Cathepsin B/genetics , Cathepsin L/genetics , Estradiol/pharmacology , Genomics/methods , SARS-CoV-2/physiology , Serine Endopeptidases/genetics , Tretinoin/pharmacology , Cathepsin B/chemistry , Cathepsin L/chemistry , Databases, Genetic , Gene Expression Regulation, Enzymologic/drug effects , Gene Regulatory Networks/drug effects , Host-Pathogen Interactions , Humans , Models, Molecular , Molecular Docking Simulation , Protein Conformation , Protein Interaction Maps/drug effects , SARS-CoV-2/drug effects , Serine Endopeptidases/chemistry , Viral Proteins/genetics , Viral Proteins/metabolism , Virus Internalization/drug effects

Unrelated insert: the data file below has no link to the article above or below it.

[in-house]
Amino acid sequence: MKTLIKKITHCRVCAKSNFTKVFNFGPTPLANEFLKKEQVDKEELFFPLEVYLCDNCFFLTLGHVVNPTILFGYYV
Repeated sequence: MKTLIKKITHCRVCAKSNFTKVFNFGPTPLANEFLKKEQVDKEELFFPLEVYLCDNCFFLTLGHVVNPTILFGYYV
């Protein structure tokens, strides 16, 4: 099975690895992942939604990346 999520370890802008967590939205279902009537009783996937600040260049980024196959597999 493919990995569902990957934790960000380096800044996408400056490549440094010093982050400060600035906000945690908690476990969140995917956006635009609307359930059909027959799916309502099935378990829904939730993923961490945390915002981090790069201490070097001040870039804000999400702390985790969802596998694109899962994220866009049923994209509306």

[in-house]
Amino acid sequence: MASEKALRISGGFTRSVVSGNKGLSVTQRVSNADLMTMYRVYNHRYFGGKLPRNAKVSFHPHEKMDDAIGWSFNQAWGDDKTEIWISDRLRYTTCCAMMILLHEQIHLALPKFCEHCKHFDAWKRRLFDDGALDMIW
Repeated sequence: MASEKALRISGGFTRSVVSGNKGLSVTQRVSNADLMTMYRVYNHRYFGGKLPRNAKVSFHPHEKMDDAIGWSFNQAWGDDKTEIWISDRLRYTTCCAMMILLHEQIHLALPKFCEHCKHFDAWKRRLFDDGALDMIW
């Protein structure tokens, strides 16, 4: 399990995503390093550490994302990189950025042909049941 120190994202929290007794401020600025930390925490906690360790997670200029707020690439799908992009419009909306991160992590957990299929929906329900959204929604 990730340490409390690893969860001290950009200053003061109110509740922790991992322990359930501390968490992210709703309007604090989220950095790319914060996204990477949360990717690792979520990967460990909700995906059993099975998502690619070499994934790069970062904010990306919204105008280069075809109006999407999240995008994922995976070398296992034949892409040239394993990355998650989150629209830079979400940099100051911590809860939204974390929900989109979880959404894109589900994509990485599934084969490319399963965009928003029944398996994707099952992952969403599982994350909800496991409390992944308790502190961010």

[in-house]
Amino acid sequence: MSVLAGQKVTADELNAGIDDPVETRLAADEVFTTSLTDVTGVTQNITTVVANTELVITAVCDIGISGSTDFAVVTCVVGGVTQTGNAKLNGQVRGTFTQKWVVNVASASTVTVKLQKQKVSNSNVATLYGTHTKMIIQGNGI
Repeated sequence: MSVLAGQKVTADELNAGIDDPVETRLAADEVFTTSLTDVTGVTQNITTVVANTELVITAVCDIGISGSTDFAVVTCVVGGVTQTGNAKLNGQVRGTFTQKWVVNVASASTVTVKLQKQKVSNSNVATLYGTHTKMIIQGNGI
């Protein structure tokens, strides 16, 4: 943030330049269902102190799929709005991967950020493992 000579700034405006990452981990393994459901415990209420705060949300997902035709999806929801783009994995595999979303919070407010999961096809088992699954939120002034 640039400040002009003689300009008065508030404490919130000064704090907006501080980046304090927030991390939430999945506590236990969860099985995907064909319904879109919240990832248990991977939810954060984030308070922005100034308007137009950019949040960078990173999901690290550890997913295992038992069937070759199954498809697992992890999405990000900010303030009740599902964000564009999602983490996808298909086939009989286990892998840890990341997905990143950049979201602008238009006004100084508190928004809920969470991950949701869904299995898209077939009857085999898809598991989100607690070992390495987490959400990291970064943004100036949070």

3.
Eur J Clin Invest ; 51(12): e13626, 2021 Dec.
Article in English | MEDLINE | ID: covidwho-1273086

ABSTRACT